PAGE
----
September 20, 2014
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State-funded program helps youths get into workforce
Alex Kowalski
DIRTY AND SWEATY BUT SMILING: The Learn to Earn youths take a short break from raking. Pictured left to right, back row: Brenden Allen, Ray “McLovin” Fleming, Jake Nappa, Gary Littlefield of CCAP, Scott Oliver, Amber Palazzo, and Ian Leary. Pictured left to right, front row: Bobby “Tsunami” Martorelli and Ivan Perez.

Among Warwick’s weed-choked historical cemetery site No. 114, are the remains of the family of Civil War naval captain and professor Samuel Greene.

With paths to reach it long unused, and the headstone yard reminiscent of a jungle, the Greene plot is out of sight, tucked behind an insurance business.

But it’s no longer a jungle thanks to the efforts of 10 teenagers.

They’re all part of the Comprehensive Community Action Program’s (CCAP) summer employment plan called Learn to Earn.

CCAP is a Cranston-based private nonprofit agency dedicated to helping Rhode Islanders in need, with a focus on ending poverty.

By late morning on July 10, more than 40 large yard waste bags were diligently filled using only rakes, gloves and some elbow grease, many overflowing with debris and hand-pulled weeds. Lines of fallen grave markers, many marked by American flags, looked like successive rows of crooked teeth. Gravestones, some as old as the state itself, stood surprisingly straight, identifying marks long eroded away, indiscernible.

Even after hours of raking and landscaping, the cemetery was only halfway cleared.

“We’ll have it done by Friday, hopefully,” said Gary Littlefield, coordinator of the Learn to Earn component of CCAP, while at Tuesday’s cleanup.

At the end of the workweek, young workers receive training exercises in financial literacy and leadership.

Littlefield’s summer youth job preparedness program offers employment to teens in high school, college or GED programs. “It’s money-smart. We really want to train the kids in things that they’ll need to get a job. The goal is experience that will better prepare them for the workforce,” said Littlefield.

The youths help clear away and maintain under-funded city sites like beaches, parks and historical cemeteries – around some grave sites dating back as far back as the mid-17th century. All these public sites are integral parts of the city’s history and culture that must be preserved, says a greatly appreciative Warwick Mayor Scott Avedisian.

“We’ve got a whole series of incredibly important grave sites that tell the story of our city. Keeping them cared for and preserved is very important to the whole city, to protect our heritage,” the mayor said over the phone.

The program run defies the state’s dismal youth job market, which hasn’t been kind to its young labor force. The 2011 average unemployment rate for 16- to 19-year-old Rhode Island workers was 29 percent, markedly high compared to 11 percent of the work force as a whole.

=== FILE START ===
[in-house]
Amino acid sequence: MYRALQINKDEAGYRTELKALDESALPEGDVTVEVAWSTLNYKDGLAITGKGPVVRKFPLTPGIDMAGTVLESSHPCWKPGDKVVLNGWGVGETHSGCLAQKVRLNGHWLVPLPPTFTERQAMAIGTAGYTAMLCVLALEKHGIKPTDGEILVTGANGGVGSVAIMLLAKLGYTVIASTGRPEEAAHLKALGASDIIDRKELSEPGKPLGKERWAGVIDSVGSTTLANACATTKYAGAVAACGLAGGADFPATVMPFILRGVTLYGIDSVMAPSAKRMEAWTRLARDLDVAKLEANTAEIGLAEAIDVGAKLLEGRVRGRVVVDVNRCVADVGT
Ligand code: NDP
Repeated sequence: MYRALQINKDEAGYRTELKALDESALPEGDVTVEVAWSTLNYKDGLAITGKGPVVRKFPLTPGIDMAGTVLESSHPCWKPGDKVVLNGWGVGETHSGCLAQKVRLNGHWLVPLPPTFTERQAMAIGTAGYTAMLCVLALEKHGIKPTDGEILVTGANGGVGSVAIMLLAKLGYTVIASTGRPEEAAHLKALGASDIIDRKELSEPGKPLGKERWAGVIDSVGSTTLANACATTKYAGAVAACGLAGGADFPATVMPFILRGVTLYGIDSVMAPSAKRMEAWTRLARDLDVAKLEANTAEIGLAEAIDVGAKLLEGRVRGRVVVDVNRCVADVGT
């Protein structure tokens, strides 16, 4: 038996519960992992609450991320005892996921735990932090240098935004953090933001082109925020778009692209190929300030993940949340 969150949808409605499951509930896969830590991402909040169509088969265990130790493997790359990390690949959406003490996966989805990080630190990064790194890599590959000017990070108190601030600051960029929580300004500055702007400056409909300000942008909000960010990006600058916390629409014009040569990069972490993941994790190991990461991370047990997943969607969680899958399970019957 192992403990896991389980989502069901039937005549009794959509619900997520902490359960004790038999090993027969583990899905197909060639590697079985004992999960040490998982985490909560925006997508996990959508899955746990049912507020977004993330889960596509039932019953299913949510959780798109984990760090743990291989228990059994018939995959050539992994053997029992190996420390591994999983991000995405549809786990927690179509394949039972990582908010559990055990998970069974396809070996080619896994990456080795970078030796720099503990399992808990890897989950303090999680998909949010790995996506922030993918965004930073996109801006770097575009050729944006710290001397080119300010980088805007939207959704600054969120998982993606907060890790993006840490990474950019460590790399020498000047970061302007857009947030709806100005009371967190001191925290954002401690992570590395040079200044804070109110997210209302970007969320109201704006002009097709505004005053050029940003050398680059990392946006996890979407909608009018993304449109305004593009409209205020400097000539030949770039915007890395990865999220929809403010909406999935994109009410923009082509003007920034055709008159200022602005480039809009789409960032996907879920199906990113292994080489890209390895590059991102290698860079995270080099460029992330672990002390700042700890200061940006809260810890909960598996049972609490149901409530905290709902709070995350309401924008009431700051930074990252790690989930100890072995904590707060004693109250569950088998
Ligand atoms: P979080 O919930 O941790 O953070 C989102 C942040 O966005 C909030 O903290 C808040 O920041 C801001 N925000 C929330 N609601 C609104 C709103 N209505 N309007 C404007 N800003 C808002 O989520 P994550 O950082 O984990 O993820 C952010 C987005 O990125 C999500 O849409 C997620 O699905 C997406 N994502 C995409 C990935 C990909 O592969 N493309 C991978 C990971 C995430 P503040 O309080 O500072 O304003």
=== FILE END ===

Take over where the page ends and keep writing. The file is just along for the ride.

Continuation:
The good news is that anyone age 16 to 18 can qualify and apply through CCAP’s youth centers for a summer job. Local teens can go through CCAP’s Warwick location in the Buttonwoods Community Center on 3027 West Shore Rd., which opened just six years ago with funding from the Rhode Island Job Development Fund and Workforce Investment Act (WIA).

“The fact that young people go out of their way to be a part of this [community service] process is pretty amazing. This gives us the ability to get things done, and everyone benefits. It’s good all around,” the mayor said.

With funding from the state department of Labor and Training and department of Human Services, Littlefield and CCAP staff designed the youth employment program in a longtime partnership with the city.

They’ve also been deeply involved with chairperson Margaret ‘Pegee’ Malcolm of Warwick’s Commission on Historical Cemeteries for the last three years, cleaning up the city’s historic burial sites.

Ultimately, the youth employment program provides one week of paid job readiness prep – including resume building classes, employee etiquette exercises and tips on giving a winning interview. Then come five 20-hour weeks of work – hard, hard work, all community service style jobs that the city desperately relies on but is unable to fund itself. Paid $7.40 an hour, the kids will walk away with almost $1,000 from their CCAP summer employment.

The training is a gift that keeps on giving, one that all its youth participants are quite grateful for – the site cleanup is, for many, their first real job, and a great way to begin. Some are in it for the money and experience, with aspirations of trade school.

Jake Nappa, a 17-year-old father of two and part-time tradesman, looks to use the skills to prepare for the Job Corp, and a potential welding or manufacturing job at Electric Boat.

A CCAP second-timer, Amber Palazzo, a Pilgrim High School student, saw a change in her attitude toward work following the job preparedness courses with John Gomes, a CCAP job prep teacher.

“[With CCAP] I have a resume I didn’t have before, and it makes me want to work even more,” she said.

Ivan Perez, a Toll Gate student, says it’s his first job, too, and is looking for more – not only for experience but to help out his mother and father.

“Now I know what to do when searching for a job. It’s going to help me down the road, to be more confident especially when being interviewed for one. If I weren’t in summer employment [with CCAP], I’d still be looking for work because I need to help out my family [financially],” he said.

The job’s not just about making money, even if it looks that way, says Littlefield.

“It’s good to get a paycheck at the end of the week. It makes the kids feel good about themselves. They gain an appreciation for hard work,” said the CCAP director.


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